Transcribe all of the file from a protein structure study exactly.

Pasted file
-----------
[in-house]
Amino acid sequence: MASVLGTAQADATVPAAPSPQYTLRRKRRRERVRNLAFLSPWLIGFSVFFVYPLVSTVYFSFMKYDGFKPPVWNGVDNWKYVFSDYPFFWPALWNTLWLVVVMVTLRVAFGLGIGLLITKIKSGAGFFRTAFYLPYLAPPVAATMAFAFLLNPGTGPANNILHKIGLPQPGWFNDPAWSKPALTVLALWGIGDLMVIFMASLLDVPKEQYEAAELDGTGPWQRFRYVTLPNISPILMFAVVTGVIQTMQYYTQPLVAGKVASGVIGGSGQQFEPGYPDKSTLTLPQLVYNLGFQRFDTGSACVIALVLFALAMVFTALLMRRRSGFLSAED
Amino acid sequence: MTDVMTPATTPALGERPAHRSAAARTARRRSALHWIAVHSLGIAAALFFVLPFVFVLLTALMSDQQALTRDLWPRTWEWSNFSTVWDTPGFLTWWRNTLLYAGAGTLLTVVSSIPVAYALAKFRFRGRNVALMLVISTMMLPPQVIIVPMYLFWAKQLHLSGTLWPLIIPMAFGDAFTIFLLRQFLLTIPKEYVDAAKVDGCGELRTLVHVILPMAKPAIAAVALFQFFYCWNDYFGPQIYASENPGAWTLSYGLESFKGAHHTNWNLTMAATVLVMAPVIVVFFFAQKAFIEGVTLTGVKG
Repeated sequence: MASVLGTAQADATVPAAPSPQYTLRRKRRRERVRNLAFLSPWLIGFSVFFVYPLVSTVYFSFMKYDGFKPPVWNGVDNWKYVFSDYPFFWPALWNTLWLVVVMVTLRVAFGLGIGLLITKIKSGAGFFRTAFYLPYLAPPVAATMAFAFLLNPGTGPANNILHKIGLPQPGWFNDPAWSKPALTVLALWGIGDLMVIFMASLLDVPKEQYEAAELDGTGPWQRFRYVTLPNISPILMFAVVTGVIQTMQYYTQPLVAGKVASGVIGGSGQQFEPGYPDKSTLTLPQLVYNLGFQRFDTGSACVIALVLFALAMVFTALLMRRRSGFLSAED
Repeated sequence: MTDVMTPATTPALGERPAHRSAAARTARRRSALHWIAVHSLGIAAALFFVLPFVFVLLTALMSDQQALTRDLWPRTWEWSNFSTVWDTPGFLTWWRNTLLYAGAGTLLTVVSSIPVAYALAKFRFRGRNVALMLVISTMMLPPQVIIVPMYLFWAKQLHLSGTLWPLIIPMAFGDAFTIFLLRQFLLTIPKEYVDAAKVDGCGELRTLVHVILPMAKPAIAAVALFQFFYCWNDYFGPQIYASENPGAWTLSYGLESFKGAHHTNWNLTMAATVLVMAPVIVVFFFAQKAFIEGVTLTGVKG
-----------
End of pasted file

[in-house]
Amino acid sequence: MASVLGTAQADATVPAAPSPQYTLRRKRRRERVRNLAFLSPWLIGFSVFFVYPLVSTVYFSFMKYDGFKPPVWNGVDNWKYVFSDYPFFWPALWNTLWLVVVMVTLRVAFGLGIGLLITKIKSGAGFFRTAFYLPYLAPPVAATMAFAFLLNPGTGPANNILHKIGLPQPGWFNDPAWSKPALTVLALWGIGDLMVIFMASLLDVPKEQYEAAELDGTGPWQRFRYVTLPNISPILMFAVVTGVIQTMQYYTQPLVAGKVASGVIGGSGQQFEPGYPDKSTLTLPQLVYNLGFQRFDTGSACVIALVLFALAMVFTALLMRRRSGFLSAED
Amino acid sequence: MTDVMTPATTPALGERPAHRSAAARTARRRSALHWIAVHSLGIAAALFFVLPFVFVLLTALMSDQQALTRDLWPRTWEWSNFSTVWDTPGFLTWWRNTLLYAGAGTLLTVVSSIPVAYALAKFRFRGRNVALMLVISTMMLPPQVIIVPMYLFWAKQLHLSGTLWPLIIPMAFGDAFTIFLLRQFLLTIPKEYVDAAKVDGCGELRTLVHVILPMAKPAIAAVALFQFFYCWNDYFGPQIYASENPGAWTLSYGLESFKGAHHTNWNLTMAATVLVMAPVIVVFFFAQKAFIEGVTLTGVKG
Repeated sequence: MASVLGTAQADATVPAAPSPQYTLRRKRRRERVRNLAFLSPWLIGFSVFFVYPLVSTVYFSFMKYDGFKPPVWNGVDNWKYVFSDYPFFWPALWNTLWLVVVMVTLRVAFGLGIGLLITKIKSGAGFFRTAFYLPYLAPPVAATMAFAFLLNPGTGPANNILHKIGLPQPGWFNDPAWSKPALTVLALWGIGDLMVIFMASLLDVPKEQYEAAELDGTGPWQRFRYVTLPNISPILMFAVVTGVIQTMQYYTQPLVAGKVASGVIGGSGQQFEPGYPDKSTLTLPQLVYNLGFQRFDTGSACVIALVLFALAMVFTALLMRRRSGFLSAED
Repeated sequence: MTDVMTPATTPALGERPAHRSAAARTARRRSALHWIAVHSLGIAAALFFVLPFVFVLLTALMSDQQALTRDLWPRTWEWSNFSTVWDTPGFLTWWRNTLLYAGAGTLLTVVSSIPVAYALAKFRFRGRNVALMLVISTMMLPPQVIIVPMYLFWAKQLHLSGTLWPLIIPMAFGDAFTIFLLRQFLLTIPKEYVDAAKVDGCGELRTLVHVILPMAKPAIAAVALFQFFYCWNDYFGPQIYASENPGAWTLSYGLESFKGAHHTNWNLTMAATVLVMAPVIVVFFFAQKAFIEGVTLTGVKG